On July 2, 2015, the Kansas Supreme Court issued a unanimous decision in Fawcett v. Oil Producers, Inc. of Kansas, No. 108,666, 2015 WL 4033549, deciding a hotly and long contested debate between royalty owners and natural gas producers concerning the proper way to calculate royalty payments under the Marketable Condition Rule. This decision not only will have a significant effect on how natural gas royalty payments are calculated in Kansas, but it also may influence the outcome of pending cases in other Marketable Condition Rule jurisdictions.
By way of background, the class of plaintiffs in Fawcett included lessors that were seeking damages for the underpayment of natural gas royalties. The defendant lessee/producer, Oil Producers, Inc. of Kansas (“OPIK”), sold the gas to third-party purchasers at the wellhead pursuant to arm’s-length contracts. Those third-party purchasers then transported the gas downstream and processed it before delivering the gas into an interstate pipeline system. The price the third-party purchasers paid OPIK was based on a formula that started with the price the third-parties received for the processed gas less certain costs. OPIK calculated plaintiffs’ royalty payments based upon 100% of the proceeds it received from those third parties, and OPIK did not deduct any of the costs that it incurred in order to deliver the gas to the third-party purchasers. In other words, OPIK paid its royalty owners on the same basis as it was paid under its wellhead sales contracts.
The royalty owners argued that their royalty payments should not be calculated based on the proceeds OPIK received from the third-party purchasers for the sale of the gas at the wellhead. Rather, plaintiffs claimed the Marketable Condition Rule required their royalty payments to be calculated based on the value (and condition) of the gas when it was subsequently delivered into the interstate transmission pipeline system, i.e., that OPIK should gross up the proceeds it received from the wellhead sales to account for the post-sale costs the third-party purchasers incurred to transform the wellhead gas into interstate pipeline quality gas, including costs for gathering, compression, dehydration, treatment, processing, and fuel charges.
The trial court entered summary judgment in favor of the royalty owners, and the court of appeals affirmed. In reversing the lower courts, the Kansas Supreme Court clarified the duties owed by lessees/producers under Kansas’s Marketable Condition Rule, thus ending years of debate between royalty owners and producers in Kansas class action lawsuits.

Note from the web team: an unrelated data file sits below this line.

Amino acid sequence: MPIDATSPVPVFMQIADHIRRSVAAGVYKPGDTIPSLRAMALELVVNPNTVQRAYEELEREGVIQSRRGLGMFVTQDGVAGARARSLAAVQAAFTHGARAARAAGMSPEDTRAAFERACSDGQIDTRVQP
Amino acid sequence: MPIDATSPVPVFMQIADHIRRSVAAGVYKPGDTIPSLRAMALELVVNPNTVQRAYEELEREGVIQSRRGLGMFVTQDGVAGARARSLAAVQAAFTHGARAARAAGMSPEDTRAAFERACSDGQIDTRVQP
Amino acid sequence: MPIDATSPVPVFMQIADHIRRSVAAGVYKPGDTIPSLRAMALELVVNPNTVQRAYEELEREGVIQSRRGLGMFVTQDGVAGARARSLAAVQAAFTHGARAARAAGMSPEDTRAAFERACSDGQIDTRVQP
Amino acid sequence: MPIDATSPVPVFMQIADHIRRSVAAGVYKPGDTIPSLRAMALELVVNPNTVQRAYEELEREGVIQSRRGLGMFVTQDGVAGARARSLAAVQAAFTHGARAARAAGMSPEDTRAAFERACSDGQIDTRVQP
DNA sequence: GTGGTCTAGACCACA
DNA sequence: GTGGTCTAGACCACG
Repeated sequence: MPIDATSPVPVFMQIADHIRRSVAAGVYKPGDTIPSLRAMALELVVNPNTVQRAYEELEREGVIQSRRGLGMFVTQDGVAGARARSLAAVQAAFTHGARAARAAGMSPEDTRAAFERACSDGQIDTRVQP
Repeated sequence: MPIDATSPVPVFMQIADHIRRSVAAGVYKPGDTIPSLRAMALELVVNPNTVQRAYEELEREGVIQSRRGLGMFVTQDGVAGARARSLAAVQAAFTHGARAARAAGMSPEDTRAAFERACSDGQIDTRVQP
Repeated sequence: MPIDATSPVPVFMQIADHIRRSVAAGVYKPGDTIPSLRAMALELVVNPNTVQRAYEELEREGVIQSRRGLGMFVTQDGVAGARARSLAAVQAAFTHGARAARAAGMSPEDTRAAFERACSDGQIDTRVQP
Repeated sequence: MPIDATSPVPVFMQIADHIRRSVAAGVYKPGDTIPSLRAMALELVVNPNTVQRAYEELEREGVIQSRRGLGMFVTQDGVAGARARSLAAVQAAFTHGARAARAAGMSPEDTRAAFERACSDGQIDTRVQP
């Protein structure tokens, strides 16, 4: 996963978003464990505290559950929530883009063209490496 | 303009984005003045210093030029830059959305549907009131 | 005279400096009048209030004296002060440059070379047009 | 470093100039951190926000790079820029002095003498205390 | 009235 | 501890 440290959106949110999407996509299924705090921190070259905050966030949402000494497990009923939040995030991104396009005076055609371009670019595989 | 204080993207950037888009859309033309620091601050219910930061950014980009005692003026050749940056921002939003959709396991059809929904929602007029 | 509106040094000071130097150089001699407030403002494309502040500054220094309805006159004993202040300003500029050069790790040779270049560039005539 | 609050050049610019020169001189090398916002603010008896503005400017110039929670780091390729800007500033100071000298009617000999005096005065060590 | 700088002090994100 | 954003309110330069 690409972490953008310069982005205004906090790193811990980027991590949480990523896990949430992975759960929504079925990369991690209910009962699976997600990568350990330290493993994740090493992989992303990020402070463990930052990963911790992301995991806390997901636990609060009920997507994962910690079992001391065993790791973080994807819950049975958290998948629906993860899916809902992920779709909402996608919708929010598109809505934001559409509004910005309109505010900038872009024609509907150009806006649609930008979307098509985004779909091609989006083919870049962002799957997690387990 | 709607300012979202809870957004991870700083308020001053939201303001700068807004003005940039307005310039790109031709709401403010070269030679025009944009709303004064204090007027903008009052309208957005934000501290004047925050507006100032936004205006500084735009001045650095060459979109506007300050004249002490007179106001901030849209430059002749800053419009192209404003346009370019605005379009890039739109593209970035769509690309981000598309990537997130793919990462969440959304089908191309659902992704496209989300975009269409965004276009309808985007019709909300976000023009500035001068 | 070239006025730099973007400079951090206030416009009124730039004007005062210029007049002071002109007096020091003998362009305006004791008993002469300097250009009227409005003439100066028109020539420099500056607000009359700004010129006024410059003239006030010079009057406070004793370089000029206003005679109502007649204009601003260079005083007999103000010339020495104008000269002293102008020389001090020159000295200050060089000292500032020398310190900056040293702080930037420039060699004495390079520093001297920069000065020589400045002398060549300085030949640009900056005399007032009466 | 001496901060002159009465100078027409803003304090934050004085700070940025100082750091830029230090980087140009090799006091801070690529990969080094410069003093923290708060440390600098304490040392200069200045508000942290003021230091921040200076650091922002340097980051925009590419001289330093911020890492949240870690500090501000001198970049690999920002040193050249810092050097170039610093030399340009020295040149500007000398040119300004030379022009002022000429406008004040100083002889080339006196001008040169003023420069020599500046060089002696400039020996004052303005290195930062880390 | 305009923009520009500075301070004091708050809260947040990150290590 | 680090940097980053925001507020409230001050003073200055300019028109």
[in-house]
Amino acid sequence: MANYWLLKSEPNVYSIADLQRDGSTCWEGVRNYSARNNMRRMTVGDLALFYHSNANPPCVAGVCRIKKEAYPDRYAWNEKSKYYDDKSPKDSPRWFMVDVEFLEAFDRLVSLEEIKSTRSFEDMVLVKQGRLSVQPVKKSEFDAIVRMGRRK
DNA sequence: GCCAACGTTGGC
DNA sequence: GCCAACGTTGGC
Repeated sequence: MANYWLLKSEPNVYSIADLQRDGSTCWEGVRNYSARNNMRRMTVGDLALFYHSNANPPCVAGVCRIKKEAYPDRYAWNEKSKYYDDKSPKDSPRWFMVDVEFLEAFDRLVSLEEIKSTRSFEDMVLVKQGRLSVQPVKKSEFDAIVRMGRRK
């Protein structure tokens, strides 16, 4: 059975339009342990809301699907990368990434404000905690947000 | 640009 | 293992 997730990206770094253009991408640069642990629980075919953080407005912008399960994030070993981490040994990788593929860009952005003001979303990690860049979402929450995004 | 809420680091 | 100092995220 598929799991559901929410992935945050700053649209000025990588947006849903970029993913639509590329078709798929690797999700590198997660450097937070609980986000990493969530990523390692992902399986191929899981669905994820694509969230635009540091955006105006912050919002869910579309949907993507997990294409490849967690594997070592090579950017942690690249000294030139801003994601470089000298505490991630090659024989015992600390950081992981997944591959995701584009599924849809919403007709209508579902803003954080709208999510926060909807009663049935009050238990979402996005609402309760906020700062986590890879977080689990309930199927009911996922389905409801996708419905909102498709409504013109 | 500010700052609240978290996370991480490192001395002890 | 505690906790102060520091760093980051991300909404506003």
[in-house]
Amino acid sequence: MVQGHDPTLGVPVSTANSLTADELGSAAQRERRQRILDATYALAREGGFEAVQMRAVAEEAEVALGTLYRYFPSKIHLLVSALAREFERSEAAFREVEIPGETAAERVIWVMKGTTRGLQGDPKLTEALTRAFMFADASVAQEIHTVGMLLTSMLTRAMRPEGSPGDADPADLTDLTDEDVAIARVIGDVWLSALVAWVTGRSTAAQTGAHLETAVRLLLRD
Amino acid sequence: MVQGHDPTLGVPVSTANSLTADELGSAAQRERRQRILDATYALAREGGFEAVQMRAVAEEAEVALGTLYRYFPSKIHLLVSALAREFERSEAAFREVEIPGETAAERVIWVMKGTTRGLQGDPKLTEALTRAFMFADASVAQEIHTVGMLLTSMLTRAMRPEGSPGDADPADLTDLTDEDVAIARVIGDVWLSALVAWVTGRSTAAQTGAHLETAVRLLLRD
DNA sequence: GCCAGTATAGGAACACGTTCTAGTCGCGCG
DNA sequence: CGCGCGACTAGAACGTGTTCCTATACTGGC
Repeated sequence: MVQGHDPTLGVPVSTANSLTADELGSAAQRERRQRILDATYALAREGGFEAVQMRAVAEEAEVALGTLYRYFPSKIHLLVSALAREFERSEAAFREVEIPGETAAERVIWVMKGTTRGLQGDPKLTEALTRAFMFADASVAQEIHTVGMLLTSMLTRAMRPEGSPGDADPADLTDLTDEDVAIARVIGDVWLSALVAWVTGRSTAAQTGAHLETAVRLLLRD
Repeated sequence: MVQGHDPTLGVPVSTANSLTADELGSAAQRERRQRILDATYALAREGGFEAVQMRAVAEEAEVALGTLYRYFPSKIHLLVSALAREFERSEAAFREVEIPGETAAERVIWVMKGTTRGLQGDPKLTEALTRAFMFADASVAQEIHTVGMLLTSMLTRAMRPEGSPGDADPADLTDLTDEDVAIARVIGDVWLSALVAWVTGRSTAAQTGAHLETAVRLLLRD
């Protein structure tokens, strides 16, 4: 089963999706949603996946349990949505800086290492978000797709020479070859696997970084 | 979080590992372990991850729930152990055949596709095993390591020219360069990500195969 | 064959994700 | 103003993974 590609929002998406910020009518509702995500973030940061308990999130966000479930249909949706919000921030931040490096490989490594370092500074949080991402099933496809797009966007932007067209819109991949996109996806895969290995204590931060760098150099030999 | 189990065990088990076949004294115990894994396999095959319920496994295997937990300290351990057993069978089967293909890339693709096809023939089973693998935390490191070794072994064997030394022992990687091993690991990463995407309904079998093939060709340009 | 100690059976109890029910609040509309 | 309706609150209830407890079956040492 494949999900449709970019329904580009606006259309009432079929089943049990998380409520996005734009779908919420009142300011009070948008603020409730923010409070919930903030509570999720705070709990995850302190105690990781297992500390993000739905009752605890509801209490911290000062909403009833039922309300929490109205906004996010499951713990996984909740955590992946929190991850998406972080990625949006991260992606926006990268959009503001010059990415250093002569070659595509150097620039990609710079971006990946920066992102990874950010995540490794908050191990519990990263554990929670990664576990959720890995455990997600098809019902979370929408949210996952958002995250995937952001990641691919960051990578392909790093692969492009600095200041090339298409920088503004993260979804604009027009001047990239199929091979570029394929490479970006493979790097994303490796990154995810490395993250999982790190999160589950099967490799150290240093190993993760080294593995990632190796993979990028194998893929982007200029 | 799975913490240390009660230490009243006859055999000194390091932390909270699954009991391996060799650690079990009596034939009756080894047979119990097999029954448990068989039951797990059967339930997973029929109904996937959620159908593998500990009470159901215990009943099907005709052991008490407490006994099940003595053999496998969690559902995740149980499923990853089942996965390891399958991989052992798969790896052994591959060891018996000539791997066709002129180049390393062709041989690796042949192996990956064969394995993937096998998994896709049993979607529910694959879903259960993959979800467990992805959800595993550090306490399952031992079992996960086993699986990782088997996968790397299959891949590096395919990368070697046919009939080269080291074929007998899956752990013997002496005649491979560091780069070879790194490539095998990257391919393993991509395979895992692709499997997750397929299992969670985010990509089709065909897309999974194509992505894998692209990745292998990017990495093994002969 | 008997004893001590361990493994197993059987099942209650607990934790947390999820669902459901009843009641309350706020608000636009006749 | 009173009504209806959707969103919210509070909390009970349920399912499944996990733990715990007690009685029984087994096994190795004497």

Kansas always has imposed an implied duty on oil and gas lessees to use reasonable prudence when marketing oil and gas. Like several other states, Kansas adopted an extension of this implied duty to market, which is also known as the Marketable Condition Rule. When this rule is applicable, the lessee has the implied duty to produce a marketable product, the cost of which the lessee alone bears. After the lessee obtains a marketable product, any additional costs incurred by the lessee to enhance the value of the product can be deducted from royalty payments. Prior to Fawcett, the Kansas Supreme Court had not decided what it means for natural gas to be “marketable,” thus creating uncertainty about how to calculate natural gas royalty payments.
The Fawcett plaintiffs’ underpayment theory was premised on the argument that natural gas sold at the wellhead is not “marketable” as a matter of law or fact and does not become marketable until it is processed and enters an interstate pipeline. Thus, the royalty owners argued that their royalty payments should not be burdened by any of the post-production costs OPIK incurred both to transform the gas into a product that met interstate pipeline quality requirements and to transport the gas to the interstate pipeline. The Kansas Supreme Court squarely rejected the royalty owners’ attempt to equate “marketable condition” with interstate pipeline quality. In doing so, the Court held the duty to make gas marketable is satisfied when the lessee-producer delivers gas to a purchaser in a condition acceptable to the purchaser in a good-faith transaction. Because there was no question OPIK had done just that by selling the gas to third-party purchasers at the wellhead, the Court concluded OPIK had satisfied its implied duties under the Marketable Condition Rule. As a result, the costs OPIK incurred under its sales contracts with those third-parties were properly shared with the royalty owners.
While the full impact of Fawcett is yet to be realized, it should be dispositive in several pending class action lawsuits in Kansas and may influence the outcome of pending lawsuits in other states where natural gas producers and royalty owners continue to debate what it means for natural gas to be “marketable.”